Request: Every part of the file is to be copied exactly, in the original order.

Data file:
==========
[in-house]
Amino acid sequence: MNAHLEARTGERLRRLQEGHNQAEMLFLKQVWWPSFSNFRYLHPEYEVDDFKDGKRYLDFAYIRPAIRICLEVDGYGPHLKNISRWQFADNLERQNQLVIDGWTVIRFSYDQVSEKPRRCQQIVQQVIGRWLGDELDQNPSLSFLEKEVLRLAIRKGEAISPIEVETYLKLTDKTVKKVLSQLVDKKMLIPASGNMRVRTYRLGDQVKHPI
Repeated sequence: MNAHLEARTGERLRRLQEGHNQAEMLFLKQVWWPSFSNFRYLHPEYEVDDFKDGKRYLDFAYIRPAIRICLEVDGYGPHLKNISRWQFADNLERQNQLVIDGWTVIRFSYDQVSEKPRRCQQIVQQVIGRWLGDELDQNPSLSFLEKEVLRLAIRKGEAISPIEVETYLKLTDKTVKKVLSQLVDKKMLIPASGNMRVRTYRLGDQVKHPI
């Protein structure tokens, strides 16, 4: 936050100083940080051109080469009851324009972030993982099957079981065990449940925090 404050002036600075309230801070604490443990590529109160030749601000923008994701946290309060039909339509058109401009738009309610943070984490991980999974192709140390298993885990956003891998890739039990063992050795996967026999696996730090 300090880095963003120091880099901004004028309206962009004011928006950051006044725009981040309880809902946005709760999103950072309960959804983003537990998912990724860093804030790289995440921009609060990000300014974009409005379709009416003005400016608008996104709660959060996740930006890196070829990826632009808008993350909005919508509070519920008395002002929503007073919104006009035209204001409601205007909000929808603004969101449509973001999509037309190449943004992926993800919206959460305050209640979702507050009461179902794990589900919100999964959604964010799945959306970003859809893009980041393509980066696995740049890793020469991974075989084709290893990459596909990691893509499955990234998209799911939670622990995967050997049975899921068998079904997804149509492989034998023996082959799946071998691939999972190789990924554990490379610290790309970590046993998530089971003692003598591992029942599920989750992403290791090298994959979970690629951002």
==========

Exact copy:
[in-house]
Amino acid sequence: MNAHLEARTGERLRRLQEGHNQAEMLFLKQVWWPSFSNFRYLHPEYEVDDFKDGKRYLDFAYIRPAIRICLEVDGYGPHLKNISRWQFADNLERQNQLVIDGWTVIRFSYDQVSEKPRRCQQIVQQVIGRWLGDELDQNPSLSFLEKEVLRLAIRKGEAISPIEVETYLKLTDKTVKKVLSQLVDKKMLIPASGNMRVRTYRLGDQVKHPI
Repeated sequence: MNAHLEARTGERLRRLQEGHNQAEMLFLKQVWWPSFSNFRYLHPEYEVDDFKDGKRYLDFAYIRPAIRICLEVDGYGPHLKNISRWQFADNLERQNQLVIDGWTVIRFSYDQVSEKPRRCQQIVQQVIGRWLGDELDQNPSLSFLEKEVLRLAIRKGEAISPIEVETYLKLTDKTVKKVLSQLVDKKMLIPASGNMRVRTYRLGDQVKHPI
């Protein structure tokens, strides 16, 4: 936050100083940080051109080469009851324009972030993982099957079981065990449940925090 404050002036600075309230801070604490443990590529109160030749601000923008994701946290309060039909339509058109401009738009309610943070984490991980999974192709140390298993885990956003891998890739039990063992050795996967026999696996730090 300090880095963003120091880099901004004028309206962009004011928006950051006044725009981040309880809902946005709760999103950072309960959804983003537990998912990724860093804030790289995440921009609060990000300014974009409005379709009416003005400016608008996104709660959060996740930006890196070829990826632009808008993350909005919508509070519920008395002002929503007073919104006009035209204001409601205007909000929808603004969101449509973001999509037309190449943004992926993800919206959460305050209640979702507050009461179902794990589900919100999964959604964010799945959306970003859809893009980041393509980066696995740049890793020469991974075989084709290893990459596909990691893509499955990234998209799911939670622990995967050997049975899921068998079904997804149509492989034998023996082959799946071998691939999972190789990924554990490379610290790309970590046993998530089971003692003598591992029942599920989750992403290791090298994959979970690629951002």